The unflappable Mark Steyn has taken rightful issue with the New York Times and its coddling of the new president's fondness for declaring international events such as North Korea's recent missile launch and now the Somali pirate escapades mere distractions. Mere distractions, that is, from his stated course at full throttle to rectify national inequalities.
As my colleague Andrew McCarthy wrote, "Civilization is not an evolution of mankind but the imposition of human good on human evil. It is not a historical inevitability. It is a battle that has to be fought every day, because evil doesn't recede willingly before the wheels of progress." Very true.
Somalia, Iran and North Korea are all less "civilized" than they were a couple of generations ago. Yet in one sense, they have made undeniable progress: They have globalized their pathologies. Somali pirates seize vessels the size of aircraft carriers flying the ensigns of the great powers. Iranian proxies run Gaza and much of Lebanon. North Korea's impoverished prison state provides nuclear technology to Damascus and Tehran. Unlovely as it is, Pyongyang nevertheless has friends on the Security Council.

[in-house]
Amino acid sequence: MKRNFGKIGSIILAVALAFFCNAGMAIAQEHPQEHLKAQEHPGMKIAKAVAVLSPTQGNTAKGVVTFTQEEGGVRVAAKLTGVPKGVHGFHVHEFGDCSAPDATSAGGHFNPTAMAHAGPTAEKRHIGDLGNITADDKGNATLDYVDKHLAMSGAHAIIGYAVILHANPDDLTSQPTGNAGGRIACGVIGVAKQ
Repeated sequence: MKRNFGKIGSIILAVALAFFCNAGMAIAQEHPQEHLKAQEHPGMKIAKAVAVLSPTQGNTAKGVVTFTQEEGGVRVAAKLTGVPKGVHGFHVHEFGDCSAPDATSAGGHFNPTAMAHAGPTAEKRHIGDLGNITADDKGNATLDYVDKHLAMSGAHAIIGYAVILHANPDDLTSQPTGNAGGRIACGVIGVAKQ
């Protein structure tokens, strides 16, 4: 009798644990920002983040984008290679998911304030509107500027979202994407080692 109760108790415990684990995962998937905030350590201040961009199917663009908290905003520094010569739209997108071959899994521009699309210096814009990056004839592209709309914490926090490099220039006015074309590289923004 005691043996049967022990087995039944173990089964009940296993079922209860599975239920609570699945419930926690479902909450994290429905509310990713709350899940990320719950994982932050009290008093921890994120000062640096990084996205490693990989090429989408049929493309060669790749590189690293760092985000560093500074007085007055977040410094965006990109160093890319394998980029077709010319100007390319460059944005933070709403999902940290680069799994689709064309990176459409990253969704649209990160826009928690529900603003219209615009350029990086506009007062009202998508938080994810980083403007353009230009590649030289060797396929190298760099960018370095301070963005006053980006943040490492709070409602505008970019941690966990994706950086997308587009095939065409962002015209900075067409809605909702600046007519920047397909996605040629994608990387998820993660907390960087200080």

Powerful states protect one-man psycho states. One-man psycho states provide delivery systems to apocalyptic ideological states. Apocalyptic ideological states fund non-state actors around the world. And in Somalia and elsewhere, non-state actors are constrained only by their ever-increasing capabilities.
When all the world's a "distraction," maybe you're not the main event after all. Most wealthy nations lack the means to defend themselves. Those few that do lack the will. Meanwhile, basket-case jurisdictions send out ever bolder freelance marauders to prey on the civilized world with impunity.
While we are very grateful and proud that the American captain, his crew, and ship were safely rescued, even after reading all the official and unofficial conjecture, one still wonders why it took so long.